Identifying what’s core to the business is essential, especially if initial investments go beyond the capabilities of suppliers and partners to provide supporting software, hardware and processes. As a result of pursuing cloud early, Swisscom found customer intimacy and “the ability to leverage third-party services and products to speed up the delivery of solutions” was more essential for keeping with customer cloud demands. It also opened up greater opportunities for the organization and was therefore core to the progression of the Swisscom business. In reality, many customers simply want to know how to develop cloud services, move to cloud-based infrastructure and operations and have the flexibility of adoption and integration.
While it was comfortable with building solutions at scale, a need for faster reaction times to problem resolution at Swisscom led it to focus on agile and DevOps. Agile and DevOps practices have become critical to doing business in the digital economy. However, what they entail can be a challenge for organizations to grasp. To Massalt, “Agile and DevOps practices are the enablers of greater collaboration between those that architect, build, engineer and operate applications and infrastructure.” Massalt further adds: “With our experiences we are advancing our capabilities in these areas to further improve our speed and responsiveness to customer requirements.”
The advantage of an early foray into cloud through the Swisscom Cloud Labs is allowing Massalt and his team to advise on smarter operational structures. While a project manager may transition well into the role of an agile scrum master, the customer needs to be involved early in the process. However, Massalt highlights “a product strategist is required to keep a check on the bigger product vision and business direction in the face of changing roadmaps and feature requests.” Developers may see their roles expand to take on more of the responsibilities for deploying and maintaining service functions and features. But as Massalt points out: “Infrastructure needs 24/7 support and is different from development, so it is unlikely to see developers also responsible for its upkeep and availability.”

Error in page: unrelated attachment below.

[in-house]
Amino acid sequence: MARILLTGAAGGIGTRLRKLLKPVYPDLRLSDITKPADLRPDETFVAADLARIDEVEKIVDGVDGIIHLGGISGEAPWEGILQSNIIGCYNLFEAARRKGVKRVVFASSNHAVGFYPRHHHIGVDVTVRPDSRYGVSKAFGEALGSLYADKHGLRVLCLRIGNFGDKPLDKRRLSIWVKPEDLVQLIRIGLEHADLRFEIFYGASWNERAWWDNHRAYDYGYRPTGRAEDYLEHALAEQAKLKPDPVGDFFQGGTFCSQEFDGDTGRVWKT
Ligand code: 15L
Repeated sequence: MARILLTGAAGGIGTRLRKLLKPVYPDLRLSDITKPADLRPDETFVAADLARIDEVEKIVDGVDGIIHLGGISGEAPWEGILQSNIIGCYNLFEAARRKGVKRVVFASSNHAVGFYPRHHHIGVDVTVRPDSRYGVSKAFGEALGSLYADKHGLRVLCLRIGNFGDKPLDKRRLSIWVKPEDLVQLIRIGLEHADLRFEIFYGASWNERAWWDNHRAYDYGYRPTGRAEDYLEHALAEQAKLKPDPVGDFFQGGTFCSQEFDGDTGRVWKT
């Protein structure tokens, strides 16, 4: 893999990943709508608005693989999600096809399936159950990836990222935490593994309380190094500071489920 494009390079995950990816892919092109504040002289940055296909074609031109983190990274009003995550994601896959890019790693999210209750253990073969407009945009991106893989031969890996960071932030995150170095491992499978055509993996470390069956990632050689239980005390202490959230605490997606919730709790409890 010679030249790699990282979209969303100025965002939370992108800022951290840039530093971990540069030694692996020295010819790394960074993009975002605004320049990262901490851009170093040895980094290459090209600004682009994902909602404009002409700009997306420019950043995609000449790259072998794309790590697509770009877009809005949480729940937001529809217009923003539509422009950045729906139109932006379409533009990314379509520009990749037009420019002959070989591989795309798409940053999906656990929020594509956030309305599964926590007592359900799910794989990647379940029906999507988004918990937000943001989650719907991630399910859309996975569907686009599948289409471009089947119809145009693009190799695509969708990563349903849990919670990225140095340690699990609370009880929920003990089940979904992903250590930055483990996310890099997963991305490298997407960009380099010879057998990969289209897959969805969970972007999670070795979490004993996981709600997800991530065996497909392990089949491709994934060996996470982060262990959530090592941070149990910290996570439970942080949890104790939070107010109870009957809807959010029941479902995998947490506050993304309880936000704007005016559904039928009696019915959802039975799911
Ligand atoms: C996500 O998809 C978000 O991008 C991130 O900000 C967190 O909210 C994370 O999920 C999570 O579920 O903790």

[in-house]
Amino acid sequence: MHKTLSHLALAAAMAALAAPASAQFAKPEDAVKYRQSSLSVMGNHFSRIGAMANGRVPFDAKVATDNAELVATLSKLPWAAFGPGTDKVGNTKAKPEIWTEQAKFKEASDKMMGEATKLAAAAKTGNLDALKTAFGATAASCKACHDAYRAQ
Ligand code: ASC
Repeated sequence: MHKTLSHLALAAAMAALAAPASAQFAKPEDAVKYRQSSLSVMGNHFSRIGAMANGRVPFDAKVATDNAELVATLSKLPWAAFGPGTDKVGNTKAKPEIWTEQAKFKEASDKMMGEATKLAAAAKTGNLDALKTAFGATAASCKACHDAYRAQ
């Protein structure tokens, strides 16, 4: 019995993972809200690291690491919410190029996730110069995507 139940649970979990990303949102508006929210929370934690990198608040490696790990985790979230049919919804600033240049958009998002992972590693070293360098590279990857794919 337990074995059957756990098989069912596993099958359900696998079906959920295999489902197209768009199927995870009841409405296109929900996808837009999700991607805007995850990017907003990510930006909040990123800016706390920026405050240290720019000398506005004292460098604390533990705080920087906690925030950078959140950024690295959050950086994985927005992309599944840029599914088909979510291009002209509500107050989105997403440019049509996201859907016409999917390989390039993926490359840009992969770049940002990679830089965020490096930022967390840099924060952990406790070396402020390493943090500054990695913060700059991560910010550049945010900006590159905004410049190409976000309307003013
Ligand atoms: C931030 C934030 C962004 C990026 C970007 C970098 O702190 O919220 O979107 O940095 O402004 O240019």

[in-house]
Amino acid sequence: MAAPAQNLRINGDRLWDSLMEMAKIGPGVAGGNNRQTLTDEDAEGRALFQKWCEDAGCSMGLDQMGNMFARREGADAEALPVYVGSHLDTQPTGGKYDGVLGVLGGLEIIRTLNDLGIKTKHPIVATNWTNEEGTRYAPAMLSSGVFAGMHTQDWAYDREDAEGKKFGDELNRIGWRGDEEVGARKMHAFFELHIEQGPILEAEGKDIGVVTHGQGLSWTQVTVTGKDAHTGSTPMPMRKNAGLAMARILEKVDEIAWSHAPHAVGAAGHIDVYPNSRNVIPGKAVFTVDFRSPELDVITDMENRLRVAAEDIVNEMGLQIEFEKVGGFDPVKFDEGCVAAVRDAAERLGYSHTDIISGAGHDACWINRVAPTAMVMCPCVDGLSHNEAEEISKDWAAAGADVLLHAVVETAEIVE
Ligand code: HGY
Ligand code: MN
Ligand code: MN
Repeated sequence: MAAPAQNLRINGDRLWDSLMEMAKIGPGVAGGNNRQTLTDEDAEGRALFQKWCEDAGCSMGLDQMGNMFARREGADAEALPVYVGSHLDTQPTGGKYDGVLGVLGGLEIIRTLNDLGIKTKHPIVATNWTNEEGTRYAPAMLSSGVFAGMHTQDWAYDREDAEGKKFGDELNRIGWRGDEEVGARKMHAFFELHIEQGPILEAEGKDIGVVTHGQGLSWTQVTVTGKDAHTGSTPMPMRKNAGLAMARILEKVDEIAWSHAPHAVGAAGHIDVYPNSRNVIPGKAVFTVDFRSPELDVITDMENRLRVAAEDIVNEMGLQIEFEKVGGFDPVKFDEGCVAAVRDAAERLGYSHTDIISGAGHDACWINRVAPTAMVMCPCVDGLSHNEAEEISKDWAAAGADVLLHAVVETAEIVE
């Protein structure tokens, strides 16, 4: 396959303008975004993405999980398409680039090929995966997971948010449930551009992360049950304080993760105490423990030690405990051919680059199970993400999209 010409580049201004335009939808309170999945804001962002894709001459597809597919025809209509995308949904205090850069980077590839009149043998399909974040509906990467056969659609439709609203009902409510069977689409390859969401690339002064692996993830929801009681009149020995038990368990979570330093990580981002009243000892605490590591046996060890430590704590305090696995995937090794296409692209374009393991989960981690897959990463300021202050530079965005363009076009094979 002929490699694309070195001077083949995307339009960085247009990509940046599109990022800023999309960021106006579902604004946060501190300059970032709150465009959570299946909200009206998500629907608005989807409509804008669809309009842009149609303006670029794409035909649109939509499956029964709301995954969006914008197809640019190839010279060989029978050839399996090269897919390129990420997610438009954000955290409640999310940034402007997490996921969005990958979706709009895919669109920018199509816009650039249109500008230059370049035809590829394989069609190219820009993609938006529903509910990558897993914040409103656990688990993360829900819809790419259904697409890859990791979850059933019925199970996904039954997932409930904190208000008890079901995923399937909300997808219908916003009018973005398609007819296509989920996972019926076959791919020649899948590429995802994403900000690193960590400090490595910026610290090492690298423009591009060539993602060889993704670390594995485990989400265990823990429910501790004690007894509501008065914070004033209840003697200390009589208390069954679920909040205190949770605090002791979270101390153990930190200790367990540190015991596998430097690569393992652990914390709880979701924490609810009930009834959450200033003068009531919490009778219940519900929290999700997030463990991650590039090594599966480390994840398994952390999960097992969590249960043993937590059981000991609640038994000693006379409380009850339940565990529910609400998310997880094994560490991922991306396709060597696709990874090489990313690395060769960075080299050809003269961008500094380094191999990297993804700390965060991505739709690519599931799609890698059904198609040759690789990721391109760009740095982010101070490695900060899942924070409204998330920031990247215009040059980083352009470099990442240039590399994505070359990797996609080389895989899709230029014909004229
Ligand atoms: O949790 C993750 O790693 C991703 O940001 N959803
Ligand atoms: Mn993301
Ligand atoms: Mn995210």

Stability is required for the infrastructure core, but a higher cadence of change can be tolerated for functions, features and services. Massalt believes: “Agile needs the governance of the Scaled Agile Framework (SAFe) for meeting the promise of implementing features while adhering to the benefits of corporate planning”.
Although some might be skeptical as to the scale of business change and growth that can be achieved through an innovation incubation team, Massalt points to the advantages that the Swisscom Cloud Labs offers: “Some tough but pragmatic technology and operational decisions that are more in keeping with the goals of the Swisscom business and its future progression and the needs of its client base when it comes to cloud.” Applied correctly, a tech innovation lab provides an opportunity to realize new business models and work in a more flexible and opportunistic way with start-ups, partners and customers.
Swisscom Cloud Labs is providing significant support to the successful outcome of Swisscom’s digital transformation initiatives. Notably, it allows the company to focus on implementing technology it can buy, on top of which it can create the value that delivers the vision and expectations of its customers. One outcome of this is the ability to split between updating the base cloud infrastructure, which is done every three or four months, to offer a stable core while upgrading services and providing new features every two weeks. Importantly, there are processes in place that enable clients to test and transition to the latest updates at their own pace.
Swisscom: Innovation Labs Can Identify What Digital Transformation Entails >